This is an excellent telling of a compelling story of two young people in World War II. Marie-Laure LeBlanc is a blind girl living in Paris with her father who is a locksmith for the national museum. Werner Pfennig is a young German orphan living with his sister Jutta in a coal mining town. He loves building radios and wants desperately to free himself of the mining life which killed his father.
Their lives move from disparate places in 1940 until they intersect in Saint Malao in August 1944. Werner is enrolled in the National Political Institute of Education #6 at Schulpforta. The novel creates a excruciatinlgy sense of dread as we see the cruelty and evil the young Nazis are taught. Werner “laces his boots and sings the songs and marches the marches, acting less out of duty than out of a timeworn desire to be dutiful.” (p 277). But he is dutiful.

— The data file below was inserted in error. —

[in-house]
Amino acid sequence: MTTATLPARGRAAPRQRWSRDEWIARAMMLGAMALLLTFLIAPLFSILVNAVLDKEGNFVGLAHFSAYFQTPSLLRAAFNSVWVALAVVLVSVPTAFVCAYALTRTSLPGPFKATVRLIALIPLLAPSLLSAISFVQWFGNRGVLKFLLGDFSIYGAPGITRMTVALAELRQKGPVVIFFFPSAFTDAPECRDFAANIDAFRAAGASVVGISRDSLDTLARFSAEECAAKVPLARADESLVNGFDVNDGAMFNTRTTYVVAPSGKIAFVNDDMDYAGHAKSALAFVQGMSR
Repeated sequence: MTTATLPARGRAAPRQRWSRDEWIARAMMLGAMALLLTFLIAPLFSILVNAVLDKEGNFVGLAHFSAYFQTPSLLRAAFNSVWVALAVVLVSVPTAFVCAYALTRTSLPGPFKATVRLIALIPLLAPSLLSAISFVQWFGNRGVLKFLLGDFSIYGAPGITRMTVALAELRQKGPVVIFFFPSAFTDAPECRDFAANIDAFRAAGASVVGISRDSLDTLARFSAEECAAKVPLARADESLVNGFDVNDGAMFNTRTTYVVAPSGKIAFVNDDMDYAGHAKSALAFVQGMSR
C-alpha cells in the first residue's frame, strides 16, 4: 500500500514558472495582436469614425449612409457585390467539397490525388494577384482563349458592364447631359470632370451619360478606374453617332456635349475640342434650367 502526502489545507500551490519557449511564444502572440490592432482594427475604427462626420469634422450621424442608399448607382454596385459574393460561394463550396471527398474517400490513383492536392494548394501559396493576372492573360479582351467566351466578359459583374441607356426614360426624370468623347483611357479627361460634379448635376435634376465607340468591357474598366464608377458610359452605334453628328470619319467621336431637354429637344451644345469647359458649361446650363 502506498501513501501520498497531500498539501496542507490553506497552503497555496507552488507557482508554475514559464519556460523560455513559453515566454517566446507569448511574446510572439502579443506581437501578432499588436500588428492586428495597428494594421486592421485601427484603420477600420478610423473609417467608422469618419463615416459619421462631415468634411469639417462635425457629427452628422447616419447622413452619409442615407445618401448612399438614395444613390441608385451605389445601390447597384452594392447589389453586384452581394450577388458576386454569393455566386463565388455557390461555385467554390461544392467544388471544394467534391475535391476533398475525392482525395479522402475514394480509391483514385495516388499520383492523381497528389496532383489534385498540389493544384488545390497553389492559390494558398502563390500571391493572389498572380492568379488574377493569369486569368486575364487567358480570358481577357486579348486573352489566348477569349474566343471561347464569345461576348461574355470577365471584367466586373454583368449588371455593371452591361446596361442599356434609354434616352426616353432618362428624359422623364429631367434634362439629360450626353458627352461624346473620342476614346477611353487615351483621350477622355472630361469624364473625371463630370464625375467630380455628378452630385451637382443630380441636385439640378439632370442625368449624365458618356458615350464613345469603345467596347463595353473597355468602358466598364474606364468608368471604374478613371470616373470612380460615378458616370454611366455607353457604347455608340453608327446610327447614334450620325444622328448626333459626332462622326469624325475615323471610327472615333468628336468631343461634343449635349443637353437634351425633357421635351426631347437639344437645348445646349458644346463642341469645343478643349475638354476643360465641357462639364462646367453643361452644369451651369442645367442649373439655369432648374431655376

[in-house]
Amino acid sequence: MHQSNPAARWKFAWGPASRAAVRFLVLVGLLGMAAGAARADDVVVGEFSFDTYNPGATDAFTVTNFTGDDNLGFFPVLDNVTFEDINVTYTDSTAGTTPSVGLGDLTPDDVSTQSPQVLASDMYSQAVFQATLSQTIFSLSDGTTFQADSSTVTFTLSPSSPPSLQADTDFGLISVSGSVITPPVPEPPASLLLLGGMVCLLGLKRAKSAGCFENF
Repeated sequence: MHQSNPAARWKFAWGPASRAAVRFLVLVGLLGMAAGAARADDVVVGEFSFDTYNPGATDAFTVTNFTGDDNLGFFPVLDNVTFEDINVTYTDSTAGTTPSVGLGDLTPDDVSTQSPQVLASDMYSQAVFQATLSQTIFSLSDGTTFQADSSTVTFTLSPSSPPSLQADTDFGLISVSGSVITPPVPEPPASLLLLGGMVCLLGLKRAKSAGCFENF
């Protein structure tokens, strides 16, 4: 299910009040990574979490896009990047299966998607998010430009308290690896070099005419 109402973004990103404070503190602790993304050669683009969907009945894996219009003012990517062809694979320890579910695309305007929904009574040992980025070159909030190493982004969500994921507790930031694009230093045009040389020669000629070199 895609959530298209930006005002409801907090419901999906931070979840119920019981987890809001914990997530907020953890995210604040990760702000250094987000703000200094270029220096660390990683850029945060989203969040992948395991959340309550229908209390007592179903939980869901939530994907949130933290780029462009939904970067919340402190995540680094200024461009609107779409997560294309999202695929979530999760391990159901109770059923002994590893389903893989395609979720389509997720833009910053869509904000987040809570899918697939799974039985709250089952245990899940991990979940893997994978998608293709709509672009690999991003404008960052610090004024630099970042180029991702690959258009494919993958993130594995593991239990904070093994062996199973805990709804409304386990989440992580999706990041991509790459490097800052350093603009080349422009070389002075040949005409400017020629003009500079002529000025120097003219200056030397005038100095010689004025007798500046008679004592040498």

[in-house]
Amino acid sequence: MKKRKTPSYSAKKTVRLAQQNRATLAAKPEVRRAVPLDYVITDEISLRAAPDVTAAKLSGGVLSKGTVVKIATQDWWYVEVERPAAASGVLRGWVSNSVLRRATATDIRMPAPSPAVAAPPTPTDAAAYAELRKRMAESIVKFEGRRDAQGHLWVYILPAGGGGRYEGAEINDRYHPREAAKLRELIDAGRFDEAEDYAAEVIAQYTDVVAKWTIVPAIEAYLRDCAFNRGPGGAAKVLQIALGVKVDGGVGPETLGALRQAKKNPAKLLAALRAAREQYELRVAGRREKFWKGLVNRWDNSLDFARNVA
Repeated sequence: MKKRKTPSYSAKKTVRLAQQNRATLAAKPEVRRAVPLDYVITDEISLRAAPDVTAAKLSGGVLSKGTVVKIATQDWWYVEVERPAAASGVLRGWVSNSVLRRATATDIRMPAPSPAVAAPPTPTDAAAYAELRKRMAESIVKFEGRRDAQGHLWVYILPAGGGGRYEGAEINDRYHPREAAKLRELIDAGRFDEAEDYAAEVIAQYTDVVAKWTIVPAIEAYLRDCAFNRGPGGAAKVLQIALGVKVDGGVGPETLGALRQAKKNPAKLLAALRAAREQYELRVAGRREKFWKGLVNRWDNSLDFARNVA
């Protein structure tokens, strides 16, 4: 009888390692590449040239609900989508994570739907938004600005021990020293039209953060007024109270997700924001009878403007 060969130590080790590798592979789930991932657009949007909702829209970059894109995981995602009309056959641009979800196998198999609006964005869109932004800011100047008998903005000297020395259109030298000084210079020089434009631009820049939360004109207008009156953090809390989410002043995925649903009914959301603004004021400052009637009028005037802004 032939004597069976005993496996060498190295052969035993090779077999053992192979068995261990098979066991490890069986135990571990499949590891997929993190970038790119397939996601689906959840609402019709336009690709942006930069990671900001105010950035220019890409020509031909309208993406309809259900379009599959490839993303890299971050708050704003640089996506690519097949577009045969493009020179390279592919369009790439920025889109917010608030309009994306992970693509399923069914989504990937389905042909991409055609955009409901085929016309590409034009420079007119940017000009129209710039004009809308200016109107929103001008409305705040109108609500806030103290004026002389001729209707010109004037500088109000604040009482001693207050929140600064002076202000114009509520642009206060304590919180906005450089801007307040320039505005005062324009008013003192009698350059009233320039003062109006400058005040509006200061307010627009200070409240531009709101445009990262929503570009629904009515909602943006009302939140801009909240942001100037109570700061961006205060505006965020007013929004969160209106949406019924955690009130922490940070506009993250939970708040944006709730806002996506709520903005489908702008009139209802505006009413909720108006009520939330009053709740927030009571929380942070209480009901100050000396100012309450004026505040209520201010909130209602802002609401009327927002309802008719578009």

Of Marie-Laure Doerr writes “To shut your eyes is to guess nothing of blindness. Beneath your world of skies and faces and building exists a rawer and oldr world, a place where surface planes disintegrate and sounds ribbon in shoals through the air.” (p390) Marie-Laure follows her father from Paris to Saint Malao to escape the war as the invasion of France begins. But of course the war follows them.
The novel provides a sweeping view of both sides of the war while providing a gripping story of two young people caught up in the whirlwind. The tension continues to increase until I thought I couldn’t take it anymore. I could barely stand to read the early Schulpforta scenes. By the middle I could barely stand to put it down.
It’s difficult to say too much about this without giving spoilers. Suffice it to say it is on the New York Times best seller list for a reason. Get a copy of this book and read it.